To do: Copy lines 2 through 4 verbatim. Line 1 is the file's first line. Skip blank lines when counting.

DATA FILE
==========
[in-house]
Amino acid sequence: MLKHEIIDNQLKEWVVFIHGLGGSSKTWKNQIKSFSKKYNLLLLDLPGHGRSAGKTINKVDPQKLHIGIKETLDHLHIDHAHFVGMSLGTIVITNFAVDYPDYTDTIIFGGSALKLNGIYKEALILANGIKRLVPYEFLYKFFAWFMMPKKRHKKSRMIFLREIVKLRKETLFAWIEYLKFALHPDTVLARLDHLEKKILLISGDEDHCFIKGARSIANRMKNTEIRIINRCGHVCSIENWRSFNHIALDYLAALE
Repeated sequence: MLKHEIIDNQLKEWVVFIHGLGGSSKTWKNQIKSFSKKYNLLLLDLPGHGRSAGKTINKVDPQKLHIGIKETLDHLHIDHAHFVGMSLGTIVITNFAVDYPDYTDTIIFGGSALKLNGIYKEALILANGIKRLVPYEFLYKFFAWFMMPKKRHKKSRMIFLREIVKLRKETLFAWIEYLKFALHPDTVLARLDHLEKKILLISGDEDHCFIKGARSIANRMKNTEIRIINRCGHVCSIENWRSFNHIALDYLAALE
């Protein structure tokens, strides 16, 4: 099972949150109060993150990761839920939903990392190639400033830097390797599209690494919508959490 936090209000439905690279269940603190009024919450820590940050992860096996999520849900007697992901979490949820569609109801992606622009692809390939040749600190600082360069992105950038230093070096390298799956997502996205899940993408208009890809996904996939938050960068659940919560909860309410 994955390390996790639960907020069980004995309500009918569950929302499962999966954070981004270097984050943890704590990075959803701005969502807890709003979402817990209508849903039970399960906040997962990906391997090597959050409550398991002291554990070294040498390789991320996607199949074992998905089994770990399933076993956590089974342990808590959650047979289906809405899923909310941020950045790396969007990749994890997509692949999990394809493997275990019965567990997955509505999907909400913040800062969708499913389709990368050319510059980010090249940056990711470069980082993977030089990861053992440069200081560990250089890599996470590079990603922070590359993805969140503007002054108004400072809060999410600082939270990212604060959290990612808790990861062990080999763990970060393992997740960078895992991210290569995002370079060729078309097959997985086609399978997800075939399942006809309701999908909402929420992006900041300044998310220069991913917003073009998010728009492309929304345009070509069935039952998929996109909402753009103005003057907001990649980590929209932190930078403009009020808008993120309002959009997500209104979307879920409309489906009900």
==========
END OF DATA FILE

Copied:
Amino acid sequence: MLKHEIIDNQLKEWVVFIHGLGGSSKTWKNQIKSFSKKYNLLLLDLPGHGRSAGKTINKVDPQKLHIGIKETLDHLHIDHAHFVGMSLGTIVITNFAVDYPDYTDTIIFGGSALKLNGIYKEALILANGIKRLVPYEFLYKFFAWFMMPKKRHKKSRMIFLREIVKLRKETLFAWIEYLKFALHPDTVLARLDHLEKKILLISGDEDHCFIKGARSIANRMKNTEIRIINRCGHVCSIENWRSFNHIALDYLAALE
Repeated sequence: MLKHEIIDNQLKEWVVFIHGLGGSSKTWKNQIKSFSKKYNLLLLDLPGHGRSAGKTINKVDPQKLHIGIKETLDHLHIDHAHFVGMSLGTIVITNFAVDYPDYTDTIIFGGSALKLNGIYKEALILANGIKRLVPYEFLYKFFAWFMMPKKRHKKSRMIFLREIVKLRKETLFAWIEYLKFALHPDTVLARLDHLEKKILLISGDEDHCFIKGARSIANRMKNTEIRIINRCGHVCSIENWRSFNHIALDYLAALE
């Protein structure tokens, strides 16, 4: 099972949150109060993150990761839920939903990392190639400033830097390797599209690494919508959490 936090209000439905690279269940603190009024919450820590940050992860096996999520849900007697992901979490949820569609109801992606622009692809390939040749600190600082360069992105950038230093070096390298799956997502996205899940993408208009890809996904996939938050960068659940919560909860309410 994955390390996790639960907020069980004995309500009918569950929302499962999966954070981004270097984050943890704590990075959803701005969502807890709003979402817990209508849903039970399960906040997962990906391997090597959050409550398991002291554990070294040498390789991320996607199949074992998905089994770990399933076993956590089974342990808590959650047979289906809405899923909310941020950045790396969007990749994890997509692949999990394809493997275990019965567990997955509505999907909400913040800062969708499913389709990368050319510059980010090249940056990711470069980082993977030089990861053992440069200081560990250089890599996470590079990603922070590359993805969140503007002054108004400072809060999410600082939270990212604060959290990612808790990861062990080999763990970060393992997740960078895992991210290569995002370079060729078309097959997985086609399978997800075939399942006809309701999908909402929420992006900041300044998310220069991913917003073009998010728009492309929304345009070509069935039952998929996109909402753009103005003057907001990649980590929209932190930078403009009020808008993120309002959009997500209104979307879920409309489906009900």